The same is true of rejoicing. The English dictionary defines “rejoicing” as: giving joy, gladdening, or having a feeling of great delight. According to the Bible, people will rejoice in something. People will find value in things and/or people and have joy in those things. People will be gladdened by other people, things, or activities. People will find great delight in something. In fact, for many people, the chief motivation of life is to find joy, pleasure, and great delight in various pursuits.
When the Apostle Paul wrote about “glorying” to the Corinthian church, he wasn’t speaking from his own wisdom. The excerpt from 2 Corinthians 10:17 is actually an Old Testament quote from the Book of Jeremiah.
“Thus says the LORD: ‘Let not the wise [man] glory in his wisdom, let not the mighty [man] glory in his might, nor let the rich [man] glory in his riches; but let him who glories glory in this, that he understands and knows Me, that I [am] the LORD, exercising lovingkindness, judgment, and righteousness in the earth. For in these I delight,’ says the LORD.”
– Jeremiah 9:24
Notice the contrast that Paul’s quotation presents. The Lord communicated through the prophet Jeremiah that God’s people should not “glory” in his wisdom, might, or riches. According to the original language that Paul used in the New Testament, God’s people should not boast in worldly wisdom, worldly strength, or worldly riches. God’s people should not find great joy and delight in worldly wisdom, strength or riches.
If someone is smart, so what.
If someone is strong, so what.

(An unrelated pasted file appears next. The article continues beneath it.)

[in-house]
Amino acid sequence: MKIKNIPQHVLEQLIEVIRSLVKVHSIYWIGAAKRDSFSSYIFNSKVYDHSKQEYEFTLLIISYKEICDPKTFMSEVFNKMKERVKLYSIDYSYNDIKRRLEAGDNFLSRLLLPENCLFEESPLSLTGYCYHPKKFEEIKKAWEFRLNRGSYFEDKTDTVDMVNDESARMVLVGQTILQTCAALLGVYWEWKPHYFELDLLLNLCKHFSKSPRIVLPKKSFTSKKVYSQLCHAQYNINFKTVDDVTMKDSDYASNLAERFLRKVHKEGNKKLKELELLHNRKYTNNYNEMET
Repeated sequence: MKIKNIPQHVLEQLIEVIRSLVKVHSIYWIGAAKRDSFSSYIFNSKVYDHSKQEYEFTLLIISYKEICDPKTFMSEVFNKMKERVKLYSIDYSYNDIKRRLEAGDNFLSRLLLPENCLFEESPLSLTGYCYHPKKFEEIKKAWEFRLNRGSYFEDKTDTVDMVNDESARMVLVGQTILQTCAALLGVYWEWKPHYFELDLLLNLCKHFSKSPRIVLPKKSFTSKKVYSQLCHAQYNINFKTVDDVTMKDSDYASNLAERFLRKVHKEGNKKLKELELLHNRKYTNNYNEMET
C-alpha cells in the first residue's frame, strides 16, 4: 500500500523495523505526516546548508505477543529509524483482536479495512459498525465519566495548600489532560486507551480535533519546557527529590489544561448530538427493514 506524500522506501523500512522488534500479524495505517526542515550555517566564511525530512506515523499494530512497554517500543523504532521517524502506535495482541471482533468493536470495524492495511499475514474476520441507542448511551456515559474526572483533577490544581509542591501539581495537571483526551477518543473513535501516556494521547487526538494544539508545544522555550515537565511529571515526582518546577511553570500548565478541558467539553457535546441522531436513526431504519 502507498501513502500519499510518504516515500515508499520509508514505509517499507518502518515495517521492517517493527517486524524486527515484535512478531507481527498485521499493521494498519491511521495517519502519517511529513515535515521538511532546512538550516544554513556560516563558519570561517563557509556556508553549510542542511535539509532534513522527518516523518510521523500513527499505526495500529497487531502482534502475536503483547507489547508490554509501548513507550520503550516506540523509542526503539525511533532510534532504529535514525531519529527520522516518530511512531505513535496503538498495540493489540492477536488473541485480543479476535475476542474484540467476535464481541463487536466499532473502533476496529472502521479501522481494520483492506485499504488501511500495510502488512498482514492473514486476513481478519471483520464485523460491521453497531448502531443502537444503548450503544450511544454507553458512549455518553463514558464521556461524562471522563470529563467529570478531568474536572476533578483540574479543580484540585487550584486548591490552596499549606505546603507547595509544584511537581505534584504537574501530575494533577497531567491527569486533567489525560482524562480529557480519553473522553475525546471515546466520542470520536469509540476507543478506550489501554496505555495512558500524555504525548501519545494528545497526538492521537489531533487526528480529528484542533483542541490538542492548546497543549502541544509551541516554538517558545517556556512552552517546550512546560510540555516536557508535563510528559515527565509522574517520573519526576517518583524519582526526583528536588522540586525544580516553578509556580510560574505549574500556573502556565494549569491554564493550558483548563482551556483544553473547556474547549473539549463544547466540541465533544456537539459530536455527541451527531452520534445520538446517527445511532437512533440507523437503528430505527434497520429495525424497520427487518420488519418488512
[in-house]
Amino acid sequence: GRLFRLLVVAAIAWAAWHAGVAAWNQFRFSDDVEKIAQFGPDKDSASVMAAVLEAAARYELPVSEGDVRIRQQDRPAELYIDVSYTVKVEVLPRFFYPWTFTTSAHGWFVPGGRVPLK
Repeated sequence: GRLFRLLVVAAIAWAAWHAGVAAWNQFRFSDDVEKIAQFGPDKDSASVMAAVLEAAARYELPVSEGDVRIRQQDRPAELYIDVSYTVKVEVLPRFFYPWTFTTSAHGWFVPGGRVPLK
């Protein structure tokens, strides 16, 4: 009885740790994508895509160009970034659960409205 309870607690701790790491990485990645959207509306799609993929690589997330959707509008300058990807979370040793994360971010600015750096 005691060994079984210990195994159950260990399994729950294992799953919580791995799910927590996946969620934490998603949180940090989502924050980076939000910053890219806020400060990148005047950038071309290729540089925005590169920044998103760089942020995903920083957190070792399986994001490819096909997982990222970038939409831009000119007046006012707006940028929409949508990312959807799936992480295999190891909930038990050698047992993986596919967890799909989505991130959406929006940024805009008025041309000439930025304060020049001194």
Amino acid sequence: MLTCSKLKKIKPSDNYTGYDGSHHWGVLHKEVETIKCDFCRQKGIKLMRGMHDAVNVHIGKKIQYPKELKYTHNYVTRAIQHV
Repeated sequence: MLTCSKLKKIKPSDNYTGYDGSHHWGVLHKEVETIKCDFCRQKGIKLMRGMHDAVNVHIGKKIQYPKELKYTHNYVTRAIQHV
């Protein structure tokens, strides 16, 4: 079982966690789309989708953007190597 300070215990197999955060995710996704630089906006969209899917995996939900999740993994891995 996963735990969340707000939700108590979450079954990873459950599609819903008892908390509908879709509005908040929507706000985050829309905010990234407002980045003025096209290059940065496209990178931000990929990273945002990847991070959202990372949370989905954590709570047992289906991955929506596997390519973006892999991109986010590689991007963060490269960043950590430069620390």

If someone is rich, so what.
God’s point is that a true child of God should “boast” or “find great delight” in the fact that we understand and know the One True Living God. Our pride should not be in self or some person or process. Our pride should be in the relationship that we have with the Creator of all things! Paul’s point is that people will express pride; we will boast; we will pursue great delight in something. Paul’s instruction to God’s people is to make sure we are focused on the genuine source of glory.
“Let him glory in the LORD…”
The prophet Jeremiah presented a stark contrast between where worldly people glory and were God’s people should glory. Those who do not live by faith are those who glory in self. Their righteousness is based on the things they know. Their validation as “good people” is based on the ability and resources they have. God does not look at things this way. Consider these scriptures in the context of God’s remarks about “wisdom, might, and riches” through Jeremiah:
“For it is written: ‘I will destroy the wisdom of the wise, and bring to nothing the understanding of the prudent.’ Where [is] the wise? Where [is] the scribe? Where [is] the disputer of this age? Has not God made foolish the wisdom of this world? For since, in the wisdom of God, the world through wisdom did not know God, it pleased God through the foolishness of the message preached to save those who believe.”
- 1 Corinthians 1:19-21
“‘Therefore flight shall perish from the swift, the strong shall not strengthen his power, nor shall the mighty deliver himself; he shall not stand who handles the bow, the swift of foot shall not escape, nor shall he who rides a horse deliver himself. The most courageous men of might shall flee naked in that day,’ Says the LORD.”
- Amos 2:14-16
“Riches do not profit in the day of wrath, but righteousness delivers from death.”
- Proverbs 11:4
According to the Bible, God makes the wisdom of this world foolish. Those who trust in themselves and the things they know concerning worldly and human wisdom are fools in God’s eyes and will stand before God in shame in the end. Those who trust in the wisdom of God will be saved from His wrath.